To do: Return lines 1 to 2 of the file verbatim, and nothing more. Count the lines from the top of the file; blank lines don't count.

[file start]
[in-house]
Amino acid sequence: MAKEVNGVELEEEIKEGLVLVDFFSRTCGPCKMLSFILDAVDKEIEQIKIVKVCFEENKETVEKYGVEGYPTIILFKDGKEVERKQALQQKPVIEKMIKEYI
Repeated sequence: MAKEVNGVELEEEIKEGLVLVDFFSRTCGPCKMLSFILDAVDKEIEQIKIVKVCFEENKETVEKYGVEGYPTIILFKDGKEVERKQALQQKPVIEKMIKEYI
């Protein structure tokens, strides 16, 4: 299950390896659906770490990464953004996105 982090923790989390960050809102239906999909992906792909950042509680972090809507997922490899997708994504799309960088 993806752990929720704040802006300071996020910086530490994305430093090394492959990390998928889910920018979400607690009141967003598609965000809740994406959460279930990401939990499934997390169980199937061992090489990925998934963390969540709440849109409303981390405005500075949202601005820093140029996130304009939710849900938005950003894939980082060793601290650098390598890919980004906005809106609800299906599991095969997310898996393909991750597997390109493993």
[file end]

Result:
[in-house]
Amino acid sequence: MAKEVNGVELEEEIKEGLVLVDFFSRTCGPCKMLSFILDAVDKEIEQIKIVKVCFEENKETVEKYGVEGYPTIILFKDGKEVERKQALQQKPVIEKMIKEYI